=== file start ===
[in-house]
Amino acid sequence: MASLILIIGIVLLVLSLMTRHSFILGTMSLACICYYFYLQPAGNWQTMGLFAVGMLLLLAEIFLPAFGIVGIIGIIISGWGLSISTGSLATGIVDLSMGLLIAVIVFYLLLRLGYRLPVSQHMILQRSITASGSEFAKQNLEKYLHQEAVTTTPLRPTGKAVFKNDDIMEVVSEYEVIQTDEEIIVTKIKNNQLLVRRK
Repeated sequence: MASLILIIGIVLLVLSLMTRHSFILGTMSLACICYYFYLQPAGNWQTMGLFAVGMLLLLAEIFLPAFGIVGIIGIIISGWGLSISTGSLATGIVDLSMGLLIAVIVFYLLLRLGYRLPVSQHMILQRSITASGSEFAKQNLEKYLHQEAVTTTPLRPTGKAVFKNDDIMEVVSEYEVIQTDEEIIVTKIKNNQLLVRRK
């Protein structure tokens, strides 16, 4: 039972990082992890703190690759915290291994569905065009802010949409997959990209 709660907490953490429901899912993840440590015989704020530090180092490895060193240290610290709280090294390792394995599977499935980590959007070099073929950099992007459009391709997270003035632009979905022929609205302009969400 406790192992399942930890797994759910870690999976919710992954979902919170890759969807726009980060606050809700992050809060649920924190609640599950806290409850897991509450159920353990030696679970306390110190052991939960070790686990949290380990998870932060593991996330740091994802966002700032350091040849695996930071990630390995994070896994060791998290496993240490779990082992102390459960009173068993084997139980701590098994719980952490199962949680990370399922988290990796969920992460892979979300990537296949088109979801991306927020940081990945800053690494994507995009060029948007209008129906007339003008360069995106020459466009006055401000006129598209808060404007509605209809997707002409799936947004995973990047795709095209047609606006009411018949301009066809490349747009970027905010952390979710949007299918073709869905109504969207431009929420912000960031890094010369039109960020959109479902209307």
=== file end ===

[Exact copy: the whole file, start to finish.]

[in-house]
Amino acid sequence: MASLILIIGIVLLVLSLMTRHSFILGTMSLACICYYFYLQPAGNWQTMGLFAVGMLLLLAEIFLPAFGIVGIIGIIISGWGLSISTGSLATGIVDLSMGLLIAVIVFYLLLRLGYRLPVSQHMILQRSITASGSEFAKQNLEKYLHQEAVTTTPLRPTGKAVFKNDDIMEVVSEYEVIQTDEEIIVTKIKNNQLLVRRK
Repeated sequence: MASLILIIGIVLLVLSLMTRHSFILGTMSLACICYYFYLQPAGNWQTMGLFAVGMLLLLAEIFLPAFGIVGIIGIIISGWGLSISTGSLATGIVDLSMGLLIAVIVFYLLLRLGYRLPVSQHMILQRSITASGSEFAKQNLEKYLHQEAVTTTPLRPTGKAVFKNDDIMEVVSEYEVIQTDEEIIVTKIKNNQLLVRRK
């Protein structure tokens, strides 16, 4: 039972990082992890703190690759915290291994569905065009802010949409997959990209 709660907490953490429901899912993840440590015989704020530090180092490895060193240290610290709280090294390792394995599977499935980590959007070099073929950099992007459009391709997270003035632009979905022929609205302009969400 406790192992399942930890797994759910870690999976919710992954979902919170890759969807726009980060606050809700992050809060649920924190609640599950806290409850897991509450159920353990030696679970306390110190052991939960070790686990949290380990998870932060593991996330740091994802966002700032350091040849695996930071990630390995994070896994060791998290496993240490779990082992102390459960009173068993084997139980701590098994719980952490199962949680990370399922988290990796969920992460892979979300990537296949088109979801991306927020940081990945800053690494994507995009060029948007209008129906007339003008360069995106020459466009006055401000006129598209808060404007509605209809997707002409799936947004995973990047795709095209047609606006009411018949301009066809490349747009970027905010952390979710949007299918073709869905109504969207431009929420912000960031890094010369039109960020959109479902209307």